If constant stress has you feeling helpless, disillusioned, and completely exhausted, you may be suffering from burnout. When you’re burned out, problems seem insurmountable, everything looks bleak, and it’s difficult to muster up the energy to care—let alone do something about your situation.
The unhappiness and detachment that burnout causes can threaten your job, your relationships, and your health. But burnout can be overcome. There are plenty of things you can do to regain your balance and start to feel positive and hopeful again.
What is burnout?
Burnout is a state of emotional, mental, and physical exhaustion caused by excessive and prolonged stress. It occurs when you feel overwhelmed, emotionally drained, and unable to meet constant demands. As the stress continues, you begin to lose the interest or motivation that led you to take on a certain role in the first place.
Burnout reduces productivity and saps your energy, leaving you feeling increasingly helpless, hopeless, cynical, and resentful. Eventually, you may feel like you have nothing more to give.
To deal with burnout, turn to other people
When you’re on the road to burnout, you can feel helpless. But you have a lot more control over stress than you may think. There are positive steps you can take to get your life back into balance and overcome burnout. One of the most effective is to reach out to others.
Social contact is nature’s antidote to stress
Since the face and heart are wired together in the brain, talking face to face with a good listener can help to quickly calm your nervous system and relieve stress. The person you talk to doesn’t have to be able to “fix” your stressors; they just have to be a good listener, someone who’ll listen attentively without being distracted or judging you.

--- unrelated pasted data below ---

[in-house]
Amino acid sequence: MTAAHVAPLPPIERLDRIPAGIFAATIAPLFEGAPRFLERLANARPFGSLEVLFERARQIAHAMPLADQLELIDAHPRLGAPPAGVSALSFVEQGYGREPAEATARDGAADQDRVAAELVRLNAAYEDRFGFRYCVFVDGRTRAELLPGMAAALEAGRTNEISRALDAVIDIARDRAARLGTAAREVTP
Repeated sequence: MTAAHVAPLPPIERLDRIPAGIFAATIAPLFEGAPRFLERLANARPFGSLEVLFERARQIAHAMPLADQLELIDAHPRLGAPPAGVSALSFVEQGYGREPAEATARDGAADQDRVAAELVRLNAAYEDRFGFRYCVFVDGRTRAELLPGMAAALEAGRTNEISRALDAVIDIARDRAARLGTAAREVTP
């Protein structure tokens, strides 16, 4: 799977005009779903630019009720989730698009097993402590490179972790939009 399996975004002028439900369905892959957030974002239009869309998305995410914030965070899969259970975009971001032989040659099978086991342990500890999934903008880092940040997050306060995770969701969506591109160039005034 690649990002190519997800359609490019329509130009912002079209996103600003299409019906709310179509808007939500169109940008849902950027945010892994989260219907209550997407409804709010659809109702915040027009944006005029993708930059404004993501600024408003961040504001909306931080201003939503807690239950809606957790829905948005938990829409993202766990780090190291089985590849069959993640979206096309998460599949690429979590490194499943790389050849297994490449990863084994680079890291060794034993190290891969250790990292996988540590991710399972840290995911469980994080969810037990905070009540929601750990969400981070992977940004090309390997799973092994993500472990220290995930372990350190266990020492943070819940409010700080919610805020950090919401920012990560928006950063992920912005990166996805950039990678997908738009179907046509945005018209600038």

Opening up won’t make you a burden to others. In fact, most friends and loved ones will be flattered that you trust them enough to confide in them, and it will only strengthen your friendship.
Tips for combating burnout with positive relationships
Invest in your closest relationships, such as those with your partner, children or friends. Try to put aside what’s burning you out and make the time you spend with loved ones positive and enjoyable.
Try to be more sociable with your coworkers. Developing friendships with people you work with can help buffer you from job burnout. When you take a break, for example, instead of directing your attention to your smart phone, try engaging your colleagues. Or schedule social events together after work. Just remember to avoid hanging out with negative-minded people who do nothing but complain.
Connect with a cause or a community group that is personally meaningful to you. Joining a religious, social, or support group can give you a place to talk to like-minded people about how to deal with daily stress — and to make new friends. If your line of work has a professional association, you can attend meetings and interact with others coping with the same workplace demands.
If you don’t feel that you have anyone to turn to, it’s never too late to build new friendships and expand your social network.
The power of giving
Being helpful to others delivers immense pleasure and can help to significantly reduce stress as well as broaden your social circle.
While it’s important not to take on too much when you’re facing burnout, helping others doesn’t have to involve a lot of time or effort. Even small things like a kind word or friendly smile can help lower stress—for you and the other person.